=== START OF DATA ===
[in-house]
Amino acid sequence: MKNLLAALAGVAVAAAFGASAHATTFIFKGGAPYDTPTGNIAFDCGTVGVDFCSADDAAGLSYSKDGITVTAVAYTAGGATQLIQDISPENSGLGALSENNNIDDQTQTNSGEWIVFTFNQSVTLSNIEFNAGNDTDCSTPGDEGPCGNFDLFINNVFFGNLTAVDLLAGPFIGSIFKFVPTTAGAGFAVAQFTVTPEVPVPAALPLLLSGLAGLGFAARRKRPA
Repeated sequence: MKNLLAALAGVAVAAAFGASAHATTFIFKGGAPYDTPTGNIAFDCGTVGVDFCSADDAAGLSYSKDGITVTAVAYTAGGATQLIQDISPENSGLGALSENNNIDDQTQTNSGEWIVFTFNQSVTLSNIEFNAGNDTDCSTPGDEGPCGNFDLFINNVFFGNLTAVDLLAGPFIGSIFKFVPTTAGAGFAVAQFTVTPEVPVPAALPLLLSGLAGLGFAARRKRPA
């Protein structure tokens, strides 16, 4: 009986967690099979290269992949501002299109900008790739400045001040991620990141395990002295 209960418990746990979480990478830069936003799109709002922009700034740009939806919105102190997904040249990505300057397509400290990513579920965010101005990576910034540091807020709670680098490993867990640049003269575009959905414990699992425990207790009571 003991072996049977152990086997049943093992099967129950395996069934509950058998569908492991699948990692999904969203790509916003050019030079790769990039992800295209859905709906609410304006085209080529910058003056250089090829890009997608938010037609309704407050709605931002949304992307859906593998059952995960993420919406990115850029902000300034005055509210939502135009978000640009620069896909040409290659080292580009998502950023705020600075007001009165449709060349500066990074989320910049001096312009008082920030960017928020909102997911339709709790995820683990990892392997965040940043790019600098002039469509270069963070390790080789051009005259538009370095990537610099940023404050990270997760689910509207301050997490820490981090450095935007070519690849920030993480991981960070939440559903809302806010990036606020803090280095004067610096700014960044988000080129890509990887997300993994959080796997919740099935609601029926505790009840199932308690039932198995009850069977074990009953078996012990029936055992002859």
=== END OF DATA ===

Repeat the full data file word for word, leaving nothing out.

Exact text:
[in-house]
Amino acid sequence: MKNLLAALAGVAVAAAFGASAHATTFIFKGGAPYDTPTGNIAFDCGTVGVDFCSADDAAGLSYSKDGITVTAVAYTAGGATQLIQDISPENSGLGALSENNNIDDQTQTNSGEWIVFTFNQSVTLSNIEFNAGNDTDCSTPGDEGPCGNFDLFINNVFFGNLTAVDLLAGPFIGSIFKFVPTTAGAGFAVAQFTVTPEVPVPAALPLLLSGLAGLGFAARRKRPA
Repeated sequence: MKNLLAALAGVAVAAAFGASAHATTFIFKGGAPYDTPTGNIAFDCGTVGVDFCSADDAAGLSYSKDGITVTAVAYTAGGATQLIQDISPENSGLGALSENNNIDDQTQTNSGEWIVFTFNQSVTLSNIEFNAGNDTDCSTPGDEGPCGNFDLFINNVFFGNLTAVDLLAGPFIGSIFKFVPTTAGAGFAVAQFTVTPEVPVPAALPLLLSGLAGLGFAARRKRPA
């Protein structure tokens, strides 16, 4: 009986967690099979290269992949501002299109900008790739400045001040991620990141395990002295 209960418990746990979480990478830069936003799109709002922009700034740009939806919105102190997904040249990505300057397509400290990513579920965010101005990576910034540091807020709670680098490993867990640049003269575009959905414990699992425990207790009571 003991072996049977152990086997049943093992099967129950395996069934509950058998569908492991699948990692999904969203790509916003050019030079790769990039992800295209859905709906609410304006085209080529910058003056250089090829890009997608938010037609309704407050709605931002949304992307859906593998059952995960993420919406990115850029902000300034005055509210939502135009978000640009620069896909040409290659080292580009998502950023705020600075007001009165449709060349500066990074989320910049001096312009008082920030960017928020909102997911339709709790995820683990990892392997965040940043790019600098002039469509270069963070390790080789051009005259538009370095990537610099940023404050990270997760689910509207301050997490820490981090450095935007070519690849920030993480991981960070939440559903809302806010990036606020803090280095004067610096700014960044988000080129890509990887997300993994959080796997919740099935609601029926505790009840199932308690039932198995009850069977074990009953078996012990029936055992002859």